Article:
16 August 2016

Inoxidable iv - shiny ugly

This little project was tough,
taking expensive stainless hinges,
and cosmetically ruining them.
Someone had used chromed hinges,
then welded extension plates.
Over time rust bled out through the white paint.
It was important to recreate 
the exact messed up angles,
unequal positioning and random holes,
otherwise the alignment would be off.
It takes longer to copy a bad design!
This was a rare occurrence 
as the eBay seller let me down.
Locally the donor hinges were going to be $400!
I found an ebay listing for less than $100/pr,
but the 3rd party drop shipper only sent one.
After a week of no replies a third was found for this project, 
and of course 3+ weeks later the original order was sent.
So if anyone needs one shiny hinge...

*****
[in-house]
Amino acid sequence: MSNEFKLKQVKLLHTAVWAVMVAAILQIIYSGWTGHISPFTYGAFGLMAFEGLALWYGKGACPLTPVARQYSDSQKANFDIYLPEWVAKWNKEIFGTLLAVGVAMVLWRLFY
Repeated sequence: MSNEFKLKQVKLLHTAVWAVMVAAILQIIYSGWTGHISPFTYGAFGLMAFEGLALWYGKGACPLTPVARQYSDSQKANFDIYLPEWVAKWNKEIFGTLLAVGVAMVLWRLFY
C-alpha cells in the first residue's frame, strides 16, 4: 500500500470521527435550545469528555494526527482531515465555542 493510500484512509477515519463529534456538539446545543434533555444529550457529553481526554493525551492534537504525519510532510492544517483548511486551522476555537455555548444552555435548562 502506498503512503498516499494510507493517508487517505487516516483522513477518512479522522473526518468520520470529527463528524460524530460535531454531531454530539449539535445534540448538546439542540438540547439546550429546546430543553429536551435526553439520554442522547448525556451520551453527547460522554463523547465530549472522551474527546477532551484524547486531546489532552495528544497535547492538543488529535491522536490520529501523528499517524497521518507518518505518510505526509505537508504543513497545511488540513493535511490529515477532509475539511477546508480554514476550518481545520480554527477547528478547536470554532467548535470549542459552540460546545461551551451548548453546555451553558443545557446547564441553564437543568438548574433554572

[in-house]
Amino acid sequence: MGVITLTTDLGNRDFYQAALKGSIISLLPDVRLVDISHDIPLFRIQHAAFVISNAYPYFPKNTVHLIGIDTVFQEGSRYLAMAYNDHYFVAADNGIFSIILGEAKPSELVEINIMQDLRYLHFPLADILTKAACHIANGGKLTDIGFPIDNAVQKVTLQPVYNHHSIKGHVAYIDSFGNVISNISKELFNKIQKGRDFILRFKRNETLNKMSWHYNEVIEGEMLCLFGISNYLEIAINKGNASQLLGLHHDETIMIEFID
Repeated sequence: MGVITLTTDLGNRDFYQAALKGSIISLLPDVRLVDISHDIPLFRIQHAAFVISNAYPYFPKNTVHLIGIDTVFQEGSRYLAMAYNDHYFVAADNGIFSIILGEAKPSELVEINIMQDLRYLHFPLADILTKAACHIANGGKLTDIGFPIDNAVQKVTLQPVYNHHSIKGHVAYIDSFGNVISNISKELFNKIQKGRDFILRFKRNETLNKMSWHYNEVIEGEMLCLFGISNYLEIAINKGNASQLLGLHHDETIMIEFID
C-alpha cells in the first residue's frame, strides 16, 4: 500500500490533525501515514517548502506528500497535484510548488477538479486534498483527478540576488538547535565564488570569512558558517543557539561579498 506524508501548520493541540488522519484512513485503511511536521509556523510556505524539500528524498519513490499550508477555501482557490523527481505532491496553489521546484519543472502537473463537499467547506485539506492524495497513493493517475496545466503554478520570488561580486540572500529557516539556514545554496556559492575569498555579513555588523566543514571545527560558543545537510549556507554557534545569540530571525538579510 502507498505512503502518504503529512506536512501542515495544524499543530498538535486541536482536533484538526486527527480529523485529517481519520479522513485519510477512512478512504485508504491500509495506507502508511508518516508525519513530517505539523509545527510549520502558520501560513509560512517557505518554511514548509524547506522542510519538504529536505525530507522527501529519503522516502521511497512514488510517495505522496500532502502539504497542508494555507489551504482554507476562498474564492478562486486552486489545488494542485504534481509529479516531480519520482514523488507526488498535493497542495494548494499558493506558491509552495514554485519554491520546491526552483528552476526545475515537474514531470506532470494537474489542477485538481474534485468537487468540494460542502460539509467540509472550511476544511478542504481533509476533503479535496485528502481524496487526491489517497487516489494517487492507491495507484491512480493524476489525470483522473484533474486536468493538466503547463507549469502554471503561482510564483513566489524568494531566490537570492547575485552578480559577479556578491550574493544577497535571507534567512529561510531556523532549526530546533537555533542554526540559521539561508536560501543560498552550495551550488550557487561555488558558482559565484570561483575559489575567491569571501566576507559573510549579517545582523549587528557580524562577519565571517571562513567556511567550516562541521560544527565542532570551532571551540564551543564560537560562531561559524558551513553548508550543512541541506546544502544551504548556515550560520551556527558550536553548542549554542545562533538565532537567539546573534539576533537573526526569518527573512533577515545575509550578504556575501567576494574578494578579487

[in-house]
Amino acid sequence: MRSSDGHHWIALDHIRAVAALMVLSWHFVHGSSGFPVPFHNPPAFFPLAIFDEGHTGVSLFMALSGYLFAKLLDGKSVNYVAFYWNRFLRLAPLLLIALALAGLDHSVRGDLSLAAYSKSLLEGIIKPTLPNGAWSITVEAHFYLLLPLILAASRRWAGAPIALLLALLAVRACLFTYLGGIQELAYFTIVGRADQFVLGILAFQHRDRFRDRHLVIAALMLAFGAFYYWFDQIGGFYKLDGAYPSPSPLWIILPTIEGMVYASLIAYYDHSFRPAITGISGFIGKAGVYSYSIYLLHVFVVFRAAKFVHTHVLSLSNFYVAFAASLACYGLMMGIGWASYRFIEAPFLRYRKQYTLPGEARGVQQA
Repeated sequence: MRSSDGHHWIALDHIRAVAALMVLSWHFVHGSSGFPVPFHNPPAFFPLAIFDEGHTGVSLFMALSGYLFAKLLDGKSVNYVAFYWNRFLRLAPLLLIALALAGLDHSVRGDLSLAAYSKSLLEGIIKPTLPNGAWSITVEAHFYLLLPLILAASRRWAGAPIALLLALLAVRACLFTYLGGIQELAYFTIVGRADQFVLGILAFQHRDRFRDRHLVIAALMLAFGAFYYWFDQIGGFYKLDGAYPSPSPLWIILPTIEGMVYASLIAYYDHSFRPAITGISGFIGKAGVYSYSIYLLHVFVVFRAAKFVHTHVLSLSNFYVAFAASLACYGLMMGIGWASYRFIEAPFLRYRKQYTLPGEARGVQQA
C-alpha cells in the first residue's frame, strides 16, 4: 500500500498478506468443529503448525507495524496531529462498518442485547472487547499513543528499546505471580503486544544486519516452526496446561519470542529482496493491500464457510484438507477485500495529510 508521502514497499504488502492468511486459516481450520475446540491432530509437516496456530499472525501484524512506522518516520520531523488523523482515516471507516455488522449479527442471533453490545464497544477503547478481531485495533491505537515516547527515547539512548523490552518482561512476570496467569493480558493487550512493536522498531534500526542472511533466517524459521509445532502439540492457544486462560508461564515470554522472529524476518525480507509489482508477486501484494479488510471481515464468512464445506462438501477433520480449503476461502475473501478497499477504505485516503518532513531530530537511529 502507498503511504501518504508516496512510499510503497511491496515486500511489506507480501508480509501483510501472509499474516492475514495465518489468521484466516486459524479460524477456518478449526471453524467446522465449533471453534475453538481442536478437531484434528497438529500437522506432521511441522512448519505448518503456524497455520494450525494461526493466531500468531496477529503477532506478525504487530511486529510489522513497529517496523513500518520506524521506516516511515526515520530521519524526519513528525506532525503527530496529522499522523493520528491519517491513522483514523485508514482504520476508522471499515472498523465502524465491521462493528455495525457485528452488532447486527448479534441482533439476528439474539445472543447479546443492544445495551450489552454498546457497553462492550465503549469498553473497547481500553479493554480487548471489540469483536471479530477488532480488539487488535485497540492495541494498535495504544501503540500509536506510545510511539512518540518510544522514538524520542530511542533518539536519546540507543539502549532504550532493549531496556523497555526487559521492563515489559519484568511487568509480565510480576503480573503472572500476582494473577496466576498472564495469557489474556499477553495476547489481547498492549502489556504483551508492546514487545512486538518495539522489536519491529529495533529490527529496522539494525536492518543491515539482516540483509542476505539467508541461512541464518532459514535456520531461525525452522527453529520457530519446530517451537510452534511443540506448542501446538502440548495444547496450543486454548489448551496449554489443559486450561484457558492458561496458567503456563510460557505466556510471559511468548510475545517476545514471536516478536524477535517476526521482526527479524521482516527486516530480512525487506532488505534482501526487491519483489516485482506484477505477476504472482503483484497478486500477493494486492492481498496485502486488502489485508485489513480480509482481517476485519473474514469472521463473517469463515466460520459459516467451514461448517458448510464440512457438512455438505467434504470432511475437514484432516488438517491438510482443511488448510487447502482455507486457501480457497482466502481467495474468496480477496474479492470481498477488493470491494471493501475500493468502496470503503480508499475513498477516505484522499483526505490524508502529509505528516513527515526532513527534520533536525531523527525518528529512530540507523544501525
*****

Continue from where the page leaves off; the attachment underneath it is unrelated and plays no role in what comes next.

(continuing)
Anyway the end result looks sharp.
Most of the hinge is covered up.
Fun stuff...
TP

05 August 2016

Inoxidable III - crackola

Here's a quick can of worms,
that didn't end up being that quick.
Although stainless,
this piece had some obvious weld pitting.
A little grinding uncovered 
some serious rust penetration,
water had wicked behind the weld seam.
One reason to not grind a weld down too far,
even if it makes it prettier.
It was kinda obvious this was toast,
but the owner wanted to try re-welding.
Nope.
The stainless had weakened so badly,
the heat literally ruptured the plate.
Not a good sign.
Time for a new one,
cut out of fat 316 1/2" plate.
The form followed the original template,
but instead of a weak fillet weld,
a slot was cut like a Japanese joint.
Fat stick welding melted everything together,
not the prettiest but dang strong.
Yes this was all cut with a grinder...
Much faster than you'd think.
Also buffed out with the grinder.
Who needs anything else!?
That weld overlap bugged me,